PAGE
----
Laundry worker (general)


What they do

Laundry workers operate large industrial machines to wash, dry and press clothes and linens in a commercial laundry. When items arrive at the laundry they are marked using a customer's number, mark or a barcode for easy identification and tracking. After items have been recorded they are sorted according to colour, fabric and cleaning treatment. Laundry workers then load machines, programming the wash cycle according to the item care instructions. Cleaned items are then dried, either using tumble driers or by hanging them in a heated room. Dried laundry is then folded and may also be pressed using a specialised press. Laundry workers may also be responsible for carrying out basic maintenance work on the machines.

Specialisations include: Folding Machine Operator, Linen Sorter

Working conditions

Laundry workers work in specialist commercial laundries or in the laundry department of a hotel, hospital or other organisation that produce large volumes of washing. These facilities are often warm and humid and some of the cleaning chemicals used can have strong fumes, though work areas are usually well ventilated. Laundry workers spend long periods on their feet, and are regularly required to lift heavy loads. Some laundry workers may drive vans or trucks to collect washing from customers and deliver the cleaned items when finished. Laundry workers are employed at facilities throughout Western Australia. The hours of work may vary, depending on the particular laundry. In some cases shift work - including nights and weekends - may be required.

Tools and technologies

Laundry workers use large, specially designed machines to wash and dry large volumes of clothing and linen. A variety of detergents, fabric softeners, bleach and stain removers are used, depending on the care requirements of the different items. They also use ironing and pressing equipment to remove creases from clean items and give them a crisp appearance. Large volumes of washing are usually transported around the facility using forklifts and motorised carts. Some laundries also use barcode technology to keep track of which items belong to which customer.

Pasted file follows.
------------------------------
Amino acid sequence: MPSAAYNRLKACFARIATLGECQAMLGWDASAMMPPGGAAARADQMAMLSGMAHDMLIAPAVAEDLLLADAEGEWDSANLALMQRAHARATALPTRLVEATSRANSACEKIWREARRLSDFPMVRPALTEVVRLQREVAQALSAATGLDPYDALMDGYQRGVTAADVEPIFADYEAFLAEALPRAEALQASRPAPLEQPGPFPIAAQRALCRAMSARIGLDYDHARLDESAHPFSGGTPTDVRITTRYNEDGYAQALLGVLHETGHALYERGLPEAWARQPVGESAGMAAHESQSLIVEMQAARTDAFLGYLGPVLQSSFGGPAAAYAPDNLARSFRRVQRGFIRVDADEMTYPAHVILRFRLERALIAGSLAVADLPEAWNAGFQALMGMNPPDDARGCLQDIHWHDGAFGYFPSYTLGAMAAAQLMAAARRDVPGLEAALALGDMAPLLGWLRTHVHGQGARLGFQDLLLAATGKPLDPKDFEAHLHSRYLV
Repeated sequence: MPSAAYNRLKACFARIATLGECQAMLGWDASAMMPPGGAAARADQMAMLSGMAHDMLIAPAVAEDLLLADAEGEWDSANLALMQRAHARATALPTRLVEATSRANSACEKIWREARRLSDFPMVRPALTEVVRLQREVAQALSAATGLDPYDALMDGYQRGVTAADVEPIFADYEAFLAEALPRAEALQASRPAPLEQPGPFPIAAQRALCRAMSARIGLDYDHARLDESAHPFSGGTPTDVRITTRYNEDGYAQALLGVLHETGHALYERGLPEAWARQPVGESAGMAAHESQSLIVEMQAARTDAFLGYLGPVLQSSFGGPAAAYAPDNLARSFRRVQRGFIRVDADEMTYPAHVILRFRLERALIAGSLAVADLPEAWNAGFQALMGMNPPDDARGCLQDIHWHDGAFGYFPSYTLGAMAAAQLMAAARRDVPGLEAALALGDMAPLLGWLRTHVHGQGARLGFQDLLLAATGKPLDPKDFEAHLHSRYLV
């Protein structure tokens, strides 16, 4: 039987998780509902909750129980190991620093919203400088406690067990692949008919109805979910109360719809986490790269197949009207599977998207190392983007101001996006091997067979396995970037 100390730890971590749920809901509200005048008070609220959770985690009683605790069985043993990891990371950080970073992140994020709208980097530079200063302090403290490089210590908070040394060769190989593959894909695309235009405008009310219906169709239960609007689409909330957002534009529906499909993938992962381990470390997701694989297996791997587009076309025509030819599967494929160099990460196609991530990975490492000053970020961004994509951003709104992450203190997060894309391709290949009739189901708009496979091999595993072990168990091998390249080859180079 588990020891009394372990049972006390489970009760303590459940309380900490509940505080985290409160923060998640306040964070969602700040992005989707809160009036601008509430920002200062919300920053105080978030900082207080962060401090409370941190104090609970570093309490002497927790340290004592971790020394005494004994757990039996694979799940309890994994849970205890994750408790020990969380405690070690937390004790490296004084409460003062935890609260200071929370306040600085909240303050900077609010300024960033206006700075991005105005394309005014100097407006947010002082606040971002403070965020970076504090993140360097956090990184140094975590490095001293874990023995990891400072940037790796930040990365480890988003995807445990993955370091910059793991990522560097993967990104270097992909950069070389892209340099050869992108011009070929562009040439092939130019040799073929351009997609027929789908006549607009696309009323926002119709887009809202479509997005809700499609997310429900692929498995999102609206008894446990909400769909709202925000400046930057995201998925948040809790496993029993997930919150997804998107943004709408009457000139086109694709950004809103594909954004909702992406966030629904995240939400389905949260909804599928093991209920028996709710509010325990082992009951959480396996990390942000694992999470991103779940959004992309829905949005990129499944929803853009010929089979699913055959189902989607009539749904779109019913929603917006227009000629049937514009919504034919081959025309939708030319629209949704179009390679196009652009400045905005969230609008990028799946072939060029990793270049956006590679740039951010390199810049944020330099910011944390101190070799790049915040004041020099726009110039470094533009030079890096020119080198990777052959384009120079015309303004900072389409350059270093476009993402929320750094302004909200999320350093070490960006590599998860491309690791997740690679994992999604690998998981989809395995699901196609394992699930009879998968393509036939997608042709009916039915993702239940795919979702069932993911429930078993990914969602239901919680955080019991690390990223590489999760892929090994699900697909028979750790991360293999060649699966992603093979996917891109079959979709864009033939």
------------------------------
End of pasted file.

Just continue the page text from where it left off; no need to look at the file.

How do I become one?

Education and training

It is possible to work as a laundry worker without any formal qualifications and get training on the job. However, entry into this occupation may be improved by obtaining a qualification in laundry operations or a related area.

The Certificate II and III in Laundry Operations are available at Western Australian registered training organisations. Browse courses through Jobs and Skills WA and search on the My Skills website to find a registered provider near you.

You can also undertake a traineeship in laundry operations (level 2 or level 3). The traineeships usually take 18 to 36 months to complete, and the level 2 traineeship is available as a school-based traineeship.

Apprenticeships and traineeships

As an apprentice or trainee, you enter into a formal training contract with an employer, enabling you to complete training towards a nationally recognised qualification. You spend  time working and learning practical skills on the job and you spend some time undertaking structured training with a registered training provider.

You can do an apprenticeship or traineeship if you are a school-leaver, re-entering the workforce or as an adult or mature-aged person wishing to change careers. You can even begin your apprenticeship or traineeship while you're still at school.

If you are still at school you can access an apprenticeship through your school. Talk to your school's VET Co-ordinator to start your training now through VET in Schools. If you are no longer at school you can apply for an apprenticeship or traineeship and get paid while you learn and work.

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